I've never been a fan of PG-13 horror, though not for the same reasons as most who decry the rating.
It's not that my cup of blood need to runneth over until the silver screen turns crimson. No, for me, the problems with the rating are more of the crowds it attracts. That rating gives young teens an opportunity to strut and preen in the theaters, in a battle of wills where each attempts to loudly display their horror fortitude by snickering, talking, yelling, and texting while the film spools on.
It does not take a psychiatrist to tell you this behavior masks their hidden fears, but it does diminish the theater-viewing experience for those who love to soak in the sudden legitimate screams of terror from their fellow patrons.
Director Sam Raimi, after dabbling in such mainstream fare as the Spider-Man series, comes home to roost in his horror roots and is determined to silence those little peacocks by startling them into submission with the PG-13-rated Drag Me to Hell.
The film is a welcome return from the man who had audiences alternately gasping and guffawing so many years ago with his Evil Dead films. They are films that are so obviously in the director’s mind when he was filming Drag Me to Hell with its many moments of jolts, and violence straight out of a vintage-era Wile E. Coyote cartoon.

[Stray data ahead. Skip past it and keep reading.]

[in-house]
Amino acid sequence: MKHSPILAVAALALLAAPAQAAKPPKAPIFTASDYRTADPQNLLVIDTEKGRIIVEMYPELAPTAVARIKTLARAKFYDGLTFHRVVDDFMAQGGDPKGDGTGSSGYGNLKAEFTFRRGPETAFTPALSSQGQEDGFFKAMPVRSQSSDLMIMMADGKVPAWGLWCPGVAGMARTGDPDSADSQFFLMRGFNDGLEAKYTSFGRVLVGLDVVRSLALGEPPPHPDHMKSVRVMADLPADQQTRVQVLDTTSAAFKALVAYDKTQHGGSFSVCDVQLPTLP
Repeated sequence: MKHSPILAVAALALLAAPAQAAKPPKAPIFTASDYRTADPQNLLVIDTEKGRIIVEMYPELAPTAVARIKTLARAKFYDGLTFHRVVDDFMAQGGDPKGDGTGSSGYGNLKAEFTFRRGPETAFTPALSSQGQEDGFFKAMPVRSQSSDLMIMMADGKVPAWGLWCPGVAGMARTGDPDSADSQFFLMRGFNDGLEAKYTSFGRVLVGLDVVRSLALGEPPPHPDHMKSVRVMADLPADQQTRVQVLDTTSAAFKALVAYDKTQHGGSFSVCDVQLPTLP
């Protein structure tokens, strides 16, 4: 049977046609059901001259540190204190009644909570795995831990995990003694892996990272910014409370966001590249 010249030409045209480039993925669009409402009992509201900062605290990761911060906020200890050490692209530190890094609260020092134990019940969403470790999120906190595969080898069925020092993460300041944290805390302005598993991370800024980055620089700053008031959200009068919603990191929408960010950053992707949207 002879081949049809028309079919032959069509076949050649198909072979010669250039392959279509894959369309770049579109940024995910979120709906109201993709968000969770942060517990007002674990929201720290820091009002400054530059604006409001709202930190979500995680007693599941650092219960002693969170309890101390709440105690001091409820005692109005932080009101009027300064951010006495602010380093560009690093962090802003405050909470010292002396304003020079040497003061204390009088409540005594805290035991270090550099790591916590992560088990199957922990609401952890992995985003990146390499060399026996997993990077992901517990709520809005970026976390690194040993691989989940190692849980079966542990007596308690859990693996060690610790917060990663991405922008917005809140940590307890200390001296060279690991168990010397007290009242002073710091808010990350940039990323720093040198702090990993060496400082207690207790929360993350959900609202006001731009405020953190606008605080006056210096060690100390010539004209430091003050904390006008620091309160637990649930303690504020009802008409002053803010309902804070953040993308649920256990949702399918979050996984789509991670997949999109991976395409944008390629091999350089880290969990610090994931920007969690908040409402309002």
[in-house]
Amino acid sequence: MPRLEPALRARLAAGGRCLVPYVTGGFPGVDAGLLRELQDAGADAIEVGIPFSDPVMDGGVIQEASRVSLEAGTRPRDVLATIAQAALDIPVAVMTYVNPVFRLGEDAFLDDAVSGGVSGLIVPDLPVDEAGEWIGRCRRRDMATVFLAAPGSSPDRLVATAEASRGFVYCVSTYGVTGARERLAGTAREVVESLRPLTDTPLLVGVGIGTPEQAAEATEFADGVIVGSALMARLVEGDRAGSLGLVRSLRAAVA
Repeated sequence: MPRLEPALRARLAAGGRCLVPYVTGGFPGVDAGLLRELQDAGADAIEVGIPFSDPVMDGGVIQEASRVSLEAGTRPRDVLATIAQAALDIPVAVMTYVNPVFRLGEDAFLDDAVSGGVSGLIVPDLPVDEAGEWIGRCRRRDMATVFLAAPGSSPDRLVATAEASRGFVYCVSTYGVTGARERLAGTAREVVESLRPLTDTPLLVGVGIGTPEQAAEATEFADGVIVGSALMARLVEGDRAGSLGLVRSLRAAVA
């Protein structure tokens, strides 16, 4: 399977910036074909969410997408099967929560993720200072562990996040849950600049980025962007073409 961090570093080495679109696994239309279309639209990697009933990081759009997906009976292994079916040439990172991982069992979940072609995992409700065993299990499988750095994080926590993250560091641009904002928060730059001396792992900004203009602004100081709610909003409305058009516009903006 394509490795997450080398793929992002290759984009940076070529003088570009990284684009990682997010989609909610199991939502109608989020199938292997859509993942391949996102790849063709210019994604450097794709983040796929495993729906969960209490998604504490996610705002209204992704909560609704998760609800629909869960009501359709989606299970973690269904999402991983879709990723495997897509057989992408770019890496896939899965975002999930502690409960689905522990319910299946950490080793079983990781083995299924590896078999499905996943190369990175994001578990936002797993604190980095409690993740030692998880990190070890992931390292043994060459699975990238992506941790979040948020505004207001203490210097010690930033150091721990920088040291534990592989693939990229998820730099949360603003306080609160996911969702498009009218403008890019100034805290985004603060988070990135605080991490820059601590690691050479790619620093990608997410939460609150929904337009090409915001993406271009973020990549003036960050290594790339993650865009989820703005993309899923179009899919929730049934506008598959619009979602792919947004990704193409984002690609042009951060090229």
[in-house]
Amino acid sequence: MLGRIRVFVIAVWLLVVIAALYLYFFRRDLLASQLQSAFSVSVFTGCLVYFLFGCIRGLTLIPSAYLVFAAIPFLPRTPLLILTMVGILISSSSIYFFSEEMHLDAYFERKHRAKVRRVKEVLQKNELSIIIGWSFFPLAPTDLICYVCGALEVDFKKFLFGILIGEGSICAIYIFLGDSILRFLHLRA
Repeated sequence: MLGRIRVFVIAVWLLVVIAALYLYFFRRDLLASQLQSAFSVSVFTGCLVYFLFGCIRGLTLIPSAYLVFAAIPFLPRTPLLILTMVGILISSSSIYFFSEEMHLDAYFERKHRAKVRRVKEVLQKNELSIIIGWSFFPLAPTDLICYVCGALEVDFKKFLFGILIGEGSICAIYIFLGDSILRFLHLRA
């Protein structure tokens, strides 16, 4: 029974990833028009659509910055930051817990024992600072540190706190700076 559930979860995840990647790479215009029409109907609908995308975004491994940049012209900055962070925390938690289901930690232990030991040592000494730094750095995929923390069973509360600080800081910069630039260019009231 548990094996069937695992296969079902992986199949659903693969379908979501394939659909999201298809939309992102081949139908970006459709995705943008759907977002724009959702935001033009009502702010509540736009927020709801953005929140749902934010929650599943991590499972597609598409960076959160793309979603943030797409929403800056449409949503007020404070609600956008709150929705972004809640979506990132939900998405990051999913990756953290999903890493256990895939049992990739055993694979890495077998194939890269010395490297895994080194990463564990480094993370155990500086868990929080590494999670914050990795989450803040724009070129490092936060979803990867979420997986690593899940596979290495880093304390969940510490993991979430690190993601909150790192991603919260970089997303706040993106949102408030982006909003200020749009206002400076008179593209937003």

Allison Lohman stars as Christine Brown, a chipmunk-cheeked loan officer struggling to make her way up the corporate ladder. In an attempt to impress her boss (the much-missed David Paymer), Christine denies a loan to a crazy-eyed gypsy woman who places quite a nasty pox on the young girl. She soon has hellish visions and actual encounters that envelop her life, most of them involving a rotting variation of the same gypsy woman attempting to vomit some sort of substance into her mouth.